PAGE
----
Julian Barbour

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Julian Barbour
Born 1937
Residence Oxfordshire
Nationality British
Fields Theoretical physics, history of science
Alma mater University of Cambridge, University of Cologne
Known for timeless physics (the thesis that time is an illusion)
Influences Ernst Mach

Julian Barbour (born 1937) is a British physicist with research interests in quantum gravity and the history of science.

Since receiving his Ph.D. degree on the foundations of Einstein's general theory of relativity at the University of Cologne in 1968, Barbour has supported himself and his family without an academic position, working part-time as a translator. He resides near Banbury, England.[1]

Timeless physics[edit]

His 1999 book The End of Time advances timeless physics: the controversial view that time, as we perceive it, does not exist as anything other than an illusion, and that a number of problems in physical theory arise from assuming that it does exist. He argues that we have no evidence of the past other than our memory of it, and no evidence of the future other than our belief in it. "Change merely creates an illusion of time, with each individual moment existing in its own right, complete and whole." He calls these moments "Nows". It is all an illusion: there is no motion and no change. He argues that the illusion of time is what we interpret through what he calls "time capsules", which are "any fixed pattern that creates or encodes the appearance of motion, change or history".

Barbour's theory goes further in scepticism than the block universe theory, since it denies not only the passage of time, but the existence of an external dimension of time. Physics orders "Nows" by their inherent similarity to each other. That ordering is what we conventionally call a time ordering, but does not come about from "Nows" occurring at specific times, since they do not occur, nor does it come about from their existing unchangingly along the time axis of a block universe, but it is rather derived from their actual content.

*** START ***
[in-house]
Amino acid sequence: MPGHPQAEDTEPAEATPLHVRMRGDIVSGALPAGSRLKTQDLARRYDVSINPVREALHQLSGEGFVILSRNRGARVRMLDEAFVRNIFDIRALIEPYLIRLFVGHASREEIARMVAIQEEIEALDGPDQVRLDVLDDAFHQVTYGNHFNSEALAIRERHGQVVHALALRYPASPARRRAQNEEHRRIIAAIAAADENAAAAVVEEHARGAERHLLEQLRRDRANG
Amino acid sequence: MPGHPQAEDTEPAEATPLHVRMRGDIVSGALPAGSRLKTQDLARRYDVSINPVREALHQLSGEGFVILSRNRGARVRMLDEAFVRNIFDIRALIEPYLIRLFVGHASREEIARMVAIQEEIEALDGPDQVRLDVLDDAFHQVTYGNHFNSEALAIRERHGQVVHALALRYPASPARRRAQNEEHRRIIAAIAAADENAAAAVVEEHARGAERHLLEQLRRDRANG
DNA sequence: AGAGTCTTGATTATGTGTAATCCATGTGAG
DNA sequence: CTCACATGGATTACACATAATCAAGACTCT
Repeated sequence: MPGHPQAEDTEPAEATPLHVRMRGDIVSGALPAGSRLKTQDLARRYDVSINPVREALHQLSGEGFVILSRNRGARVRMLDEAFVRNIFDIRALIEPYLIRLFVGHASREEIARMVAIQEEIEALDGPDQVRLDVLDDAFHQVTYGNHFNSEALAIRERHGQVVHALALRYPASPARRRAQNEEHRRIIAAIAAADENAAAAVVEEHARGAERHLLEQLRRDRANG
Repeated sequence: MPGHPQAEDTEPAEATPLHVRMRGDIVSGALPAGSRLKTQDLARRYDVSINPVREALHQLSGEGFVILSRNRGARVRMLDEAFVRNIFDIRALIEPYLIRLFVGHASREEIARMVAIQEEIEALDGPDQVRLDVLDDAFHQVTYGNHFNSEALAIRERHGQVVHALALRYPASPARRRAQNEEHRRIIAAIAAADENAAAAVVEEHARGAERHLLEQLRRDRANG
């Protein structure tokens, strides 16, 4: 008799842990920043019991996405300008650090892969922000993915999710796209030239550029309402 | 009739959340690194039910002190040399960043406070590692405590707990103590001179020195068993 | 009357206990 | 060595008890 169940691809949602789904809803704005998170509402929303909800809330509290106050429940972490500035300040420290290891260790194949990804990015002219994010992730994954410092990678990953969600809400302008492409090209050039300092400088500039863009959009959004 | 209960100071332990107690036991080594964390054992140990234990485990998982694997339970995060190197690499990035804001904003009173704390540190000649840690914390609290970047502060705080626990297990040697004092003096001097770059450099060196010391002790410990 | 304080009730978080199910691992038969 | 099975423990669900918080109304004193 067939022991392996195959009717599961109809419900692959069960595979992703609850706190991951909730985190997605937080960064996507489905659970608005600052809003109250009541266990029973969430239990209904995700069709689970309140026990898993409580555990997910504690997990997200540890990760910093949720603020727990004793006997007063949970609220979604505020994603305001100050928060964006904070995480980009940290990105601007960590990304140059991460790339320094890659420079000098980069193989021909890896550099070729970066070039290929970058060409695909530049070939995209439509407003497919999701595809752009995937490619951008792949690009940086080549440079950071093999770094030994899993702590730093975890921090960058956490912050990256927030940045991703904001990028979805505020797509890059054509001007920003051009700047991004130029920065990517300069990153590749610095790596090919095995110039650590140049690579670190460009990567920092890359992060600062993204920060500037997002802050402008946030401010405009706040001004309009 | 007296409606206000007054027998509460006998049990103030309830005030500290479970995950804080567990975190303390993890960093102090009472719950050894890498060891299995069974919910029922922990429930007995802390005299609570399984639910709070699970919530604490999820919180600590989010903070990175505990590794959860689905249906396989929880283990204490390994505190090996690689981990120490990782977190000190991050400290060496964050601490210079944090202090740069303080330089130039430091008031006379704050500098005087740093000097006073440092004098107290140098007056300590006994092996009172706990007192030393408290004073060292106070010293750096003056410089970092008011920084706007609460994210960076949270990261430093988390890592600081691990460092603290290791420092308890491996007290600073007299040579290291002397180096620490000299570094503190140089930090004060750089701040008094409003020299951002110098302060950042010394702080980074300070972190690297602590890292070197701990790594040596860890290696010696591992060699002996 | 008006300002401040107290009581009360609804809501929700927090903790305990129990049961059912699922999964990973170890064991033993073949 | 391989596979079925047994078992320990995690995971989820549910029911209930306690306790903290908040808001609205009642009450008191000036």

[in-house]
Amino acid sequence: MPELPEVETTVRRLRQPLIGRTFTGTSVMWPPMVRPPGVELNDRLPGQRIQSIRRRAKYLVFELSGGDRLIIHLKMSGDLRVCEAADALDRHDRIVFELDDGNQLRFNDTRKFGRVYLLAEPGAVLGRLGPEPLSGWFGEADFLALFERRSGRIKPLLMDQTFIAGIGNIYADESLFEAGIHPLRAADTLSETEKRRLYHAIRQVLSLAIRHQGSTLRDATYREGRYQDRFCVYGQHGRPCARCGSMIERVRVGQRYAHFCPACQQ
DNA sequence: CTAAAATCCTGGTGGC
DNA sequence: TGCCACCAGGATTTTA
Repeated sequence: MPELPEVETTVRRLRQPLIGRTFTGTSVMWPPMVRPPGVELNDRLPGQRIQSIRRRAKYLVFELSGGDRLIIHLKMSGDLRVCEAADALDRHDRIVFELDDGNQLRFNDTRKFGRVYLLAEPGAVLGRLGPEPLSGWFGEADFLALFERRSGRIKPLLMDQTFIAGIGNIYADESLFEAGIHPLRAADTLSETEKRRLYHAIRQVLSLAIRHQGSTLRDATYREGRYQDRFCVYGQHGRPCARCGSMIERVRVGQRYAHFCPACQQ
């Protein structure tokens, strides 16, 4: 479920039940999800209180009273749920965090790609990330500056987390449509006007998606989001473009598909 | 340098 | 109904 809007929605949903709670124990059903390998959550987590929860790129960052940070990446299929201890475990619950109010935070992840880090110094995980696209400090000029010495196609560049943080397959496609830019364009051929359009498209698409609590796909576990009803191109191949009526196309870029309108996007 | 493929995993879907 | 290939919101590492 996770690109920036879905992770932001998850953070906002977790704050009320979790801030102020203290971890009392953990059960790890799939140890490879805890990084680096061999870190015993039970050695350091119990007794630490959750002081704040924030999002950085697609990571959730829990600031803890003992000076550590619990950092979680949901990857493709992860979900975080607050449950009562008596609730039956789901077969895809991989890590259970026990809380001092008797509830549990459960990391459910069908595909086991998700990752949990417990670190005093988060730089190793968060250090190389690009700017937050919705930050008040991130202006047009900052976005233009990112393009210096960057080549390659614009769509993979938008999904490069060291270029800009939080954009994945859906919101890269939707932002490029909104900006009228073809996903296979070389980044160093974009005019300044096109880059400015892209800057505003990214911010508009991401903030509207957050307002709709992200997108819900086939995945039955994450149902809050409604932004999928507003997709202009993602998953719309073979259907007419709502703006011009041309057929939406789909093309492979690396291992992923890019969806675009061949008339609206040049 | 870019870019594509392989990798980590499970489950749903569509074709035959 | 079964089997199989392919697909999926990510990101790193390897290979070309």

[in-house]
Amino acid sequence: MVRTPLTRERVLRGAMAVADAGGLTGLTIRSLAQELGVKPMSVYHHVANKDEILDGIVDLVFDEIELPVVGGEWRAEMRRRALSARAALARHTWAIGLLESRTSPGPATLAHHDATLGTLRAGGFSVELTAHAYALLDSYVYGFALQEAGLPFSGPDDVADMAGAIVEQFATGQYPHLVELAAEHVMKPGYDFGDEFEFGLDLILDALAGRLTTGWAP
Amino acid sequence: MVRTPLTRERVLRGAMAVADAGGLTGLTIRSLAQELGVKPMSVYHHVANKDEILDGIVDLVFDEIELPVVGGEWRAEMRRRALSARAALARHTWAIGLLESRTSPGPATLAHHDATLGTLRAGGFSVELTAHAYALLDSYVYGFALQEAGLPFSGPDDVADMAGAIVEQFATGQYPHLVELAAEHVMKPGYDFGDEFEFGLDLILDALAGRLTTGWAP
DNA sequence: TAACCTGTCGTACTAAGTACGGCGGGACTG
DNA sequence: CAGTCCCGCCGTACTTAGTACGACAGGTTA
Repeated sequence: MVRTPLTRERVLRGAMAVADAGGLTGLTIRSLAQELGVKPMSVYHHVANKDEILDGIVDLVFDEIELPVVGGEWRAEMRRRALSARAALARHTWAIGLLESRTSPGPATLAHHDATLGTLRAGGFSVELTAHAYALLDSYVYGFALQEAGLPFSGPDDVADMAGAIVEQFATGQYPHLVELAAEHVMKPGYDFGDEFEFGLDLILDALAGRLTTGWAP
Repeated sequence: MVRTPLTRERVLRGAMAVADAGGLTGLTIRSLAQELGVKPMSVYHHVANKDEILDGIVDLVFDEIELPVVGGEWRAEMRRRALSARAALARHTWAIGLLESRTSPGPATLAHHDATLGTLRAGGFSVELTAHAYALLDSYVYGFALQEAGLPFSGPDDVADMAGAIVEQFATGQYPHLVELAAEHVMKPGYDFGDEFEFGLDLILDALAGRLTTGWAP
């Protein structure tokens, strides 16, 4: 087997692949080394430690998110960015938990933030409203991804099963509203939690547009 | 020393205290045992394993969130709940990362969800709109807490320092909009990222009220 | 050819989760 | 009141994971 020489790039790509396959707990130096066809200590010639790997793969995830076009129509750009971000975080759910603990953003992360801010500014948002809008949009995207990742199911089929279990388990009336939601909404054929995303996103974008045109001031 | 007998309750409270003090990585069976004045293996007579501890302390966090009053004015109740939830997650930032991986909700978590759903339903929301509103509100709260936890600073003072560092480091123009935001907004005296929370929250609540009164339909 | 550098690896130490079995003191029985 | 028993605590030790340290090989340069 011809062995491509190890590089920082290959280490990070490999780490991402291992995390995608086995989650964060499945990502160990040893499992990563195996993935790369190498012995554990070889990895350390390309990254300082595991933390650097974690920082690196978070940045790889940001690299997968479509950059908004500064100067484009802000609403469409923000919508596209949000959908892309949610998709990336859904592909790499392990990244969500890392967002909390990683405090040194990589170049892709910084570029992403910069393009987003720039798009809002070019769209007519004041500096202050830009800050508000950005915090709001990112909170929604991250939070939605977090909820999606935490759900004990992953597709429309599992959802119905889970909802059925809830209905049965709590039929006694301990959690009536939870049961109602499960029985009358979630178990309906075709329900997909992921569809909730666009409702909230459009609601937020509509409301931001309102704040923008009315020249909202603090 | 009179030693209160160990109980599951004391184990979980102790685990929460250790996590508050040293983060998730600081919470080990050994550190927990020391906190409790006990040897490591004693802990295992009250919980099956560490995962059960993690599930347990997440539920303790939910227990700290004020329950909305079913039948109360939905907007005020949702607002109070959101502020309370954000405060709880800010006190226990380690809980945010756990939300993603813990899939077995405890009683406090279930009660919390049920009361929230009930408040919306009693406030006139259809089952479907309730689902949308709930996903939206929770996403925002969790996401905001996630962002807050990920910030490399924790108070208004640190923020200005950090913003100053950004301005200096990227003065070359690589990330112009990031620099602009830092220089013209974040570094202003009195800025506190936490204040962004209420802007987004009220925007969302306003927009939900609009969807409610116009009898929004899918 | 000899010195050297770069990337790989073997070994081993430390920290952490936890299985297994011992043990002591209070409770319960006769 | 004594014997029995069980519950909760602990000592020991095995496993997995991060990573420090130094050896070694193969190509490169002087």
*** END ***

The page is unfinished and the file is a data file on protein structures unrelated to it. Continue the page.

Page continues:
The philosopher J. M. E. McTaggart reached a similar conclusion in his 1908 The Unreality of Time.

Machian dynamics[edit]

Barbour also researches Machian physics, a related field. The Machian approach requires physics to be constructed from directly observable quantities. In standard analytical dynamics a system's future evolution can be determined from a state consisting of particle positions and momenta (or instantaneous velocities). The Machian approach eschews the momenta/instantaneous velocities, which are not directly observable, and so needs more than one "snapshot" consisting of positions only.[2] This relates to the idea of snapshots, or "Nows" in Barbour's thinking on time.[3]

Along with physicist Bruno Bertotti, Barbour developed a technique called "best matching" for deriving gravitational equations directly from astronomical measurements of objects’ spatial relations with each other. Published in 1982, the method describes gravitational effects as accurately as Einstein's general relativity, but without the need for a "background" grid of spacetime. According to physicist David Wiltshire at the University of Canterbury in New Zealand, such a truly Machian or relational approach could explain the appearance of an accelerated expansion of the universe without invoking a causative agent such as dark energy.[4]

Lee Smolin repeatedly refers to Barbour's ideas in his books.[5]

Books[edit]

Sole author[edit]

Co-author[edit]

  • 1982 (with B. Bertotti). Mach's Principle and the Structure of Dynamical Theories.
  • 1994 (with Vladimir Pavlovich Vizgin) Unified Field Theories in the First Third of the 20th Century . ISBN 0-8176-2679-4.
  • 1996 (with Herbert Pfister) Mach's Principle: From Newton's Bucket to Quantum Gravity. Birkhaueser. ISBN 0-8176-3823-7.

Scientific work by others bearing on Barbour's theories[edit]

References[edit]

  1. ^ "Julian Barbour - Contact". Retrieved 1 October 2011. 
  2. ^ Nature of Time
  3. ^ It is utterly beyond our power to measure the changes of things by time ... time is an abstraction at which we arrive by means of the changes of things; made because we are not restricted to any one definite measure, all being interconnected. Mach himself was a sceptic about time: "It is utterly beyond our power to measure the changes of things by time ... time is an abstraction at which we arrive by means of the changes of things; made because we are not restricted to any one definite measure, all being interconnected."
  4. ^ Merali, Zeeya. "Is Einstein's Greatest Work All Wrong—Because He Didn't Go Far Enough?". Discover magazine. Retrieved 4-10-2012. 
  5. ^ Smolin L., (1997) Three Roads to Quantum Gravity (pp. 119–121, 131); (2006) The Trouble with Physics (pp. 321–22); (2013) Time Reborn (pp. 92–5)

External links[edit]